In Defense of Trees: Be a Champion

Photo: Morton Arboreum, Lisle, Ill.
Photo: Morton Arboretum, Lisle, Ill.

Today while walking through my neighborhood I couldn’t help but notice that tree after tree is marked with orange ribbon.  This isn’t a celebration; each of these once-mighty trees is marked for destruction.

Unfortunately, they’re infested with the emerald ash borer, an invasive beetle native to Asia that found its way to Michigan on a wooden pallet in 2002.  Since then, the pest has decimated tens of millions of ash trees, and it’s reach is spreading.  I am witness:  A native of Michigan who now lives in Chicago, I’ve watch the progression of dying trees along I-94 get closer and closer to the Windy City.  Now, trees are dying in my neighborhood.

In fact, one of every five parkway trees in Chicago will likely be destroyed by the emerald ash borer beetle (Urban Trees and Forests of the Chicago Region, August 2013). Other tree species throughout the U.S. are at risk from fungal diseases and pathogens like Sudden Oak Death to the pine beetle to the Asian longhorned beetle, which is aggressively working its way through the hardwood forests of Massachusetts, New York and Ohio.

Even more distressing?  Only 3 in 10 Chicagoans can name an endangered or threatened tree, while nearly 6 of 10 can name an endangered animal, found a new study by the Morton Arboretum in Lisle, Ill.  I’m betting this holds true across the country.

Now Is The Time To Act
Stronger, healthier trees are better armed to fight infection and pests.  According to the arboretum, everyone can do his or her part to help urban trees thrive:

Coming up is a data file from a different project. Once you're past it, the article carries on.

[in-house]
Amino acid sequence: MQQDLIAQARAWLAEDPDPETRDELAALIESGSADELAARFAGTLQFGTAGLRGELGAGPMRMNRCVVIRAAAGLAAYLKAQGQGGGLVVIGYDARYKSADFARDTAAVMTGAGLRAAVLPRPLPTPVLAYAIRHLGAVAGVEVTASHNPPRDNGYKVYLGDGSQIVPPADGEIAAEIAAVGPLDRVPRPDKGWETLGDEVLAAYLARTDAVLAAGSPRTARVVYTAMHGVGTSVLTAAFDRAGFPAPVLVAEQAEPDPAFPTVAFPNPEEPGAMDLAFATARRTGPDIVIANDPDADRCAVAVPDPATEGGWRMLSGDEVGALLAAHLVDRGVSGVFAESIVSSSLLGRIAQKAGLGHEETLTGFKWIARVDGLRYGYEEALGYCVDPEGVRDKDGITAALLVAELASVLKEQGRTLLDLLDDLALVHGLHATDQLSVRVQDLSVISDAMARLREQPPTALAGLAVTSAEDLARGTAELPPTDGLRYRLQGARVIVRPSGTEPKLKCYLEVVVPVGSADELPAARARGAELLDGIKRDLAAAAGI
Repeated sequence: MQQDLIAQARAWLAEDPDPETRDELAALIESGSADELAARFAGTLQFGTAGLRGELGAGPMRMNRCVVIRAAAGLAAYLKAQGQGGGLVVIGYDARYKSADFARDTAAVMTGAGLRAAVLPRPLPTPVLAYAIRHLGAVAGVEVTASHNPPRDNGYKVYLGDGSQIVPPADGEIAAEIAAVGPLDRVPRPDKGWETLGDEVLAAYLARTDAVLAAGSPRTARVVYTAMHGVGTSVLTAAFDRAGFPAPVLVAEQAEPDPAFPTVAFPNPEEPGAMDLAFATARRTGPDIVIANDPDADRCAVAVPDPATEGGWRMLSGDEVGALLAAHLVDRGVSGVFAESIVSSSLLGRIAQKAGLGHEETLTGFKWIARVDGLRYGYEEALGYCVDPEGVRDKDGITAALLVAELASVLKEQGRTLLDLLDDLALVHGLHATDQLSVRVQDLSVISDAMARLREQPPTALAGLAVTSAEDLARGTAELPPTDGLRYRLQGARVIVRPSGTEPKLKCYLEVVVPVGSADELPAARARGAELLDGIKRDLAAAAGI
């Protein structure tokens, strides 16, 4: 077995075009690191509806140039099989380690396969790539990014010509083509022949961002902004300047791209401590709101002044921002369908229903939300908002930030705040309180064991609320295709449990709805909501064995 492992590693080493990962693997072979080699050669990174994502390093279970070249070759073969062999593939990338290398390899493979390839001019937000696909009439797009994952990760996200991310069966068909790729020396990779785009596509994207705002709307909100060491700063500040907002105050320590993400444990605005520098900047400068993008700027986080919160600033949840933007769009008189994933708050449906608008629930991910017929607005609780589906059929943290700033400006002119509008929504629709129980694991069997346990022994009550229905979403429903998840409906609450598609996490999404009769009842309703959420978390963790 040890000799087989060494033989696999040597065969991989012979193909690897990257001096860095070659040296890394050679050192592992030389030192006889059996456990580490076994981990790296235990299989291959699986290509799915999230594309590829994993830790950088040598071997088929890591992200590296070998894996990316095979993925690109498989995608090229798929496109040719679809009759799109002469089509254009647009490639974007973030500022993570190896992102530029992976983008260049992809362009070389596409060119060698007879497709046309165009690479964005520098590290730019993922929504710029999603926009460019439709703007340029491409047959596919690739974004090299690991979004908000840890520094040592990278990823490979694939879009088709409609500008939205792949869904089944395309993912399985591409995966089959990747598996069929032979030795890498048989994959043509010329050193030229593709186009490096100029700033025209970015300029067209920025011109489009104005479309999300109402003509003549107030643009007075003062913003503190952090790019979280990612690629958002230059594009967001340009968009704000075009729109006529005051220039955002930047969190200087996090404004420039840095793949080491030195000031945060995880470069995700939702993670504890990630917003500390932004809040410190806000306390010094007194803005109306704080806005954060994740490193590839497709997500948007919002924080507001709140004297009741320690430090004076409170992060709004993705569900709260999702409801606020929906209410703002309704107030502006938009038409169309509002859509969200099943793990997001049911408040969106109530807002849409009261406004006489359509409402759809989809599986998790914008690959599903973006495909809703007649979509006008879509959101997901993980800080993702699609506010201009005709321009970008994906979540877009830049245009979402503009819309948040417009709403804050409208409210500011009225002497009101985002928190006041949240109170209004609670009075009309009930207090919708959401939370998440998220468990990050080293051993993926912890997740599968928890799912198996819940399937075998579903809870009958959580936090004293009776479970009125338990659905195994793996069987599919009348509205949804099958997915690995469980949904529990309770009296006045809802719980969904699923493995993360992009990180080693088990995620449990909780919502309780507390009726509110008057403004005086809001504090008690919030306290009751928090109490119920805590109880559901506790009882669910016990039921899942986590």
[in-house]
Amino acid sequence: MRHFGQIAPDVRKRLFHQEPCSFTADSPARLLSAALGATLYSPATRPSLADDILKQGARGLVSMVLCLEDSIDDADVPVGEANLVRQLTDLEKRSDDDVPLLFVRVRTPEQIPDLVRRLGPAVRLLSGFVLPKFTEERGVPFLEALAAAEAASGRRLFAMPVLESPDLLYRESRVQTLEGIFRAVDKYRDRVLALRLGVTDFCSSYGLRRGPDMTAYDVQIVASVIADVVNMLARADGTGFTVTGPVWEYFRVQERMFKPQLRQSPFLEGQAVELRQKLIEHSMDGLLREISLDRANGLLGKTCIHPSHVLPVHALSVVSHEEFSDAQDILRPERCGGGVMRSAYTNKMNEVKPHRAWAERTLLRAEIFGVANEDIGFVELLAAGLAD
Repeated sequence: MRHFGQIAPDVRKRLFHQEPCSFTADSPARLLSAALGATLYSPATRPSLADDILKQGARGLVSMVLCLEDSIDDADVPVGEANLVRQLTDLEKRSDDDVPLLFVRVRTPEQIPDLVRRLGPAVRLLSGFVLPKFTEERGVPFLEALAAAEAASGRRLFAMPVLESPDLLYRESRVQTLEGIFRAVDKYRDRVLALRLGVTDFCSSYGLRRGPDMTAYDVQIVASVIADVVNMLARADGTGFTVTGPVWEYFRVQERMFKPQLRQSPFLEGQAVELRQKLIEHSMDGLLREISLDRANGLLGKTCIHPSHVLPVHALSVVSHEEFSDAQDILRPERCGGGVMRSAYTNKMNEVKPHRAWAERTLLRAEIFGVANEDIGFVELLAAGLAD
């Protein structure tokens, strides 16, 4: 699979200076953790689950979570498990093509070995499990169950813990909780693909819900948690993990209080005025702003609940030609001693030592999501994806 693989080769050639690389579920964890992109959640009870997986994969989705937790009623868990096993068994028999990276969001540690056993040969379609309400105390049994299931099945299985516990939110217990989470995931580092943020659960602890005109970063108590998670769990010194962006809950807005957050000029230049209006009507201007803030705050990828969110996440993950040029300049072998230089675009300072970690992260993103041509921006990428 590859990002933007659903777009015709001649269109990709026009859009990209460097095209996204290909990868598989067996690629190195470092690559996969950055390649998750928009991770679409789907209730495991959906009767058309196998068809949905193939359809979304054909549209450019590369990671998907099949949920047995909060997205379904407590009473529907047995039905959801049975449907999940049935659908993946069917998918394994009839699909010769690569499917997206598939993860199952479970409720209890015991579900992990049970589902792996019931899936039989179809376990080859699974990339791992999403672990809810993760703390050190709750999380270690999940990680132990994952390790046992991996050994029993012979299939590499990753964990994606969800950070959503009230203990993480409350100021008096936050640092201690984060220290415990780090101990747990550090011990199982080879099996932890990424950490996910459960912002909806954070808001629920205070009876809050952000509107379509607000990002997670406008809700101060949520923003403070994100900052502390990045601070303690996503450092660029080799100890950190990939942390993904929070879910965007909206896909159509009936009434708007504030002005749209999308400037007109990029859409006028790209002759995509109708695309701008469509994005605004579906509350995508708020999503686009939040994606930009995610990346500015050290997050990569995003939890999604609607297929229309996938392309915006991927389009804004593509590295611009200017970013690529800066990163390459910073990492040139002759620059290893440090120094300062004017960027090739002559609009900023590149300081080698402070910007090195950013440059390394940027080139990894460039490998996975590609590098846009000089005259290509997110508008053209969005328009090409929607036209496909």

• Water trees along the street.  Trees like long, slow drinks so leave the hose, barely dribbling, at the base of the tree for an hour or more. Or use a soaker hose.
  • Protect tree bark. A tree’s outer and inner bark guard against damage by weather, insects, animals, and organisms that can cause disease. Bark is damaged easily when struck by lawnmowers and string trimmers, so don’t get close to trees while doing these chores. Don’t chain bikes to trees or drill into them to hang swings.
  • Watch out for roots. In confined areas, some trees’ roots are forced to the surface of the soil. Avoid mowing over those roots; damaging them can cut off the flow of water and nutrients.
  • Mulch the right way. Mulch keeps roots cool in summer and prevents moisture from evaporating before the tree can use it. Spread mulch 3 to 4 inches deep in a wide, flat layer around the base of the tree. Don’t pile it against the trunk volcano-style; this contributes to rot and harbors insects and disease.
  • Make the right choice. Different species of trees need different growing conditions. Before you plant a sapling, make sure the mature tree will fit your space and that it will have the sun, shade and soil it needs to thrive.
  • Talk to the experts. For more ways to help trees thrive and help in choosing the right tree for your space, talk the to experts like those at the Morton Arboretum.

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In Defense of Trees: Be a Champion

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